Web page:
Do you find yourself nagging your spouse to get rid of clutter and to organize? Nagging doesn’t work and can drive a wedge between you. These 7 tips will help get your spouse organized without nagging.

As a professional organizer one question I am often asked is, “How do I get my husband to get organized?” I have given this some serious thought and have come up with a few ideas that will help you help him without turning into a nag.

1. Instead of criticizing ask for help or ask a question. This will get him involved in coming up with solutions. When he does give suggestions try what he suggests. I was given this valuable piece of advice years ago, “Don’t ask for your husband’s opinion if you aren’t going to take it”. For example if you know what dress you want to wear don’t ask him which one he thinks looks best. If he doesn’t chose the one you planned on wearing you will question why he chose the one he did which is non productive. The same is true when getting rid of clutter and organizing.

You may be surprised with the good suggestions your spouse has as he may see things differently and in ways you haven’t thought of or tried. This may lead you doing things another way that actually works better.

2. When you are ready to get rid of clutter you need to share with him and your family what your plans are and why you want to get rid of clutter. Point out the benefits to them. Things like more time to spend together as a family, a feeling of peace in the home, saving money (because you won’t be making duplicate purchases), less hassle in the morning as they are leaving for work or school. Getting rid of clutter is something that won’t happen overnight. The clutter didn’t happen all at once so don’t expect it will be gone all at once.

3. “Do as I do, not as I say”. Organize your own things first; don’t worry about getting rid of your spouse’s clutter until you have organized your own things. I organized my side of the closet and a few days later I organized my spouse’s side. I donated clothes I had not seen him wear and other clothes that were stained with paint. I put likes together—pants, shirts, and suits. A few days later he came to me and asked where he had gotten all of those jeans. They had been in his closet all along, now they were organized so he could see them. He didn’t miss anything I had donated and liked that he could see what clothes he had.

4. We often think it is just easier to get rid of clutter ourselves (as I did in the closet) instead of letting someone else do it. However as a rule of thumb it is not a good idea to dig into piles of clutter that is your spouses and start getting rid of things. As a professional organizer I have had many women tell me they have thrown away magazines, papers or clothes their husbands have not touched for years and as soon as they did that is the very item he went looking for.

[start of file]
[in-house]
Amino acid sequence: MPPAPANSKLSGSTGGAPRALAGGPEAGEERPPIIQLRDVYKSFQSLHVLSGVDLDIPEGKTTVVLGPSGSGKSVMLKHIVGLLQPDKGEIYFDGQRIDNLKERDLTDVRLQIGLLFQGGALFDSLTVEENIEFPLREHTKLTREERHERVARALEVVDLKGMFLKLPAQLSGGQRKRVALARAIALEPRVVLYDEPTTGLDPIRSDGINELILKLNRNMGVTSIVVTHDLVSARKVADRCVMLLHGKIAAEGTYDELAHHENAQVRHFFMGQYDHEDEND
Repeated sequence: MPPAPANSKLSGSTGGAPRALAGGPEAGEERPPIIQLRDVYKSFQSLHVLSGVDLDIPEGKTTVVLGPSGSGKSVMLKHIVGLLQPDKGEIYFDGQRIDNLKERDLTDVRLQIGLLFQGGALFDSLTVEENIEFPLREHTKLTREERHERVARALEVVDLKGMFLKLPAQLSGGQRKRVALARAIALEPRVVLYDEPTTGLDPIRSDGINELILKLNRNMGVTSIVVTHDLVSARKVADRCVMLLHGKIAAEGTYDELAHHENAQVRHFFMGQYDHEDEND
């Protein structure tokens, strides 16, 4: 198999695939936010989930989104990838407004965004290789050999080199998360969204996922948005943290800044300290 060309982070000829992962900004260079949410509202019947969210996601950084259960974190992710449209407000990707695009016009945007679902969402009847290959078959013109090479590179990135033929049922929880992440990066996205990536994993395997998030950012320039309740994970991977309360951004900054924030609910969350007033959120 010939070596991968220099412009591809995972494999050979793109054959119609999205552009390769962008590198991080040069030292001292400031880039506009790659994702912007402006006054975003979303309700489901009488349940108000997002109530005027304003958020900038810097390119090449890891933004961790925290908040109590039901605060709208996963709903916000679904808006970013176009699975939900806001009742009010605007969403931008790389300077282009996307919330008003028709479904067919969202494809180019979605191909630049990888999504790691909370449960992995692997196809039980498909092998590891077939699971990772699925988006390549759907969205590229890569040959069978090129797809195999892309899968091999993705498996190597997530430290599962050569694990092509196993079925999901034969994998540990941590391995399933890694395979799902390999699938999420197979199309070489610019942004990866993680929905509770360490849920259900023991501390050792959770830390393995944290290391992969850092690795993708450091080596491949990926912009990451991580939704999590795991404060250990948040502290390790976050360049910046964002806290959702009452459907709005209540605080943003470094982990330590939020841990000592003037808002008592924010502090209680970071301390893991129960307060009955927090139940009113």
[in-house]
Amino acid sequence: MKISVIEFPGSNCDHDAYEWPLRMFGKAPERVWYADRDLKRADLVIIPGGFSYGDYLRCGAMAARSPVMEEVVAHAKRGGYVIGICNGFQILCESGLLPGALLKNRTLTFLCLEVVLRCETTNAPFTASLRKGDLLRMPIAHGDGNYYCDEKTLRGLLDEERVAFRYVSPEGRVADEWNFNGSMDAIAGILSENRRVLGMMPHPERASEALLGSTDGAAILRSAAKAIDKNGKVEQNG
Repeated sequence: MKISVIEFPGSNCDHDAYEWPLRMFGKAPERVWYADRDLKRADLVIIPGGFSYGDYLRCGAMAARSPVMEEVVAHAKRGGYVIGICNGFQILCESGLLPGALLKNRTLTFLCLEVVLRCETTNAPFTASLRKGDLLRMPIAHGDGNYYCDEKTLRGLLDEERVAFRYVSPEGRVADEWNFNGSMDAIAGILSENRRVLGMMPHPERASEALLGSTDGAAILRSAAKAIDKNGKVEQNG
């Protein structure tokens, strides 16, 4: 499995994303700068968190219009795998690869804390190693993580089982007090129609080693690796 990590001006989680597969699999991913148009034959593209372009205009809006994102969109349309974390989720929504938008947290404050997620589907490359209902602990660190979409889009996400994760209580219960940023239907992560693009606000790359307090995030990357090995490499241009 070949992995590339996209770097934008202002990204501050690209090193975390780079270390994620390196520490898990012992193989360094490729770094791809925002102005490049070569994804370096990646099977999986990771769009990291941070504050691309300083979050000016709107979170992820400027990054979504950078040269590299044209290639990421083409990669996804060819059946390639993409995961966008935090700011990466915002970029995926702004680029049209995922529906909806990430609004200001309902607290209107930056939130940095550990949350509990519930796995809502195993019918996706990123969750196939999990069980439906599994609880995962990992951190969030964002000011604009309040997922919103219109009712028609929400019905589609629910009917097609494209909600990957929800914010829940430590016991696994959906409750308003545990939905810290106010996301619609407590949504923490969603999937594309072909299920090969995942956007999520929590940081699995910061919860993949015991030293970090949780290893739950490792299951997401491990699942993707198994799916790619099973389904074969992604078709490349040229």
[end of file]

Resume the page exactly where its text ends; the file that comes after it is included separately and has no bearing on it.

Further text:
I suggest asking his permission first before organizing his things. Point out that it will make it easier for him to find things, to put things away and give him time to do other things.

5. Offer your assistance but don’t nag or belittle his ideas. Share with him why you want things organized and why you want to get rid of clutter. Let’s face it we are not our spouse’s parent so we can’t really order him to do what we want done. It is so easy to slide into this pattern when we are frustrated but it does not work.

6. When you see something positive that he has done praise him and let him know how much it means to you. Reinforce positive behavior and more will follow.

Changing behavior isn’t going to happen overnight. Organize first for yourself, ask for cooperation and do it a little at a time. You will be happy with the results you will see.

Author's Bio: 

Marilyn Bohn is the owner of Get it Together Organizing, a business dedicated to developing practical organizing solutions that help individuals and business professionals live clutter-free and productive lives. She is the author of “Go Organize! Conquer Clutter in Three Simple Steps” and is an experienced, enthusiastic public speaker, a member of NAPO (National Association of Professional Organizers) and the author of hundreds of articles covering various organizing topics.

Marilyn takes the often stressful subject of organizing and breaks it down into her simple, easy to understand system. Her methods are both eye-opening and encouraging! She has a passion for helping others reach their personal goals and living a better, clutter-free life!

Marilyn offers personal, private consulting to assist in organizing and she invites you to sign up for free organizing tips at her website for easy organizing tips, videos, blog, workshops and more. Get your free guide on what papers to keep and how long to keep them at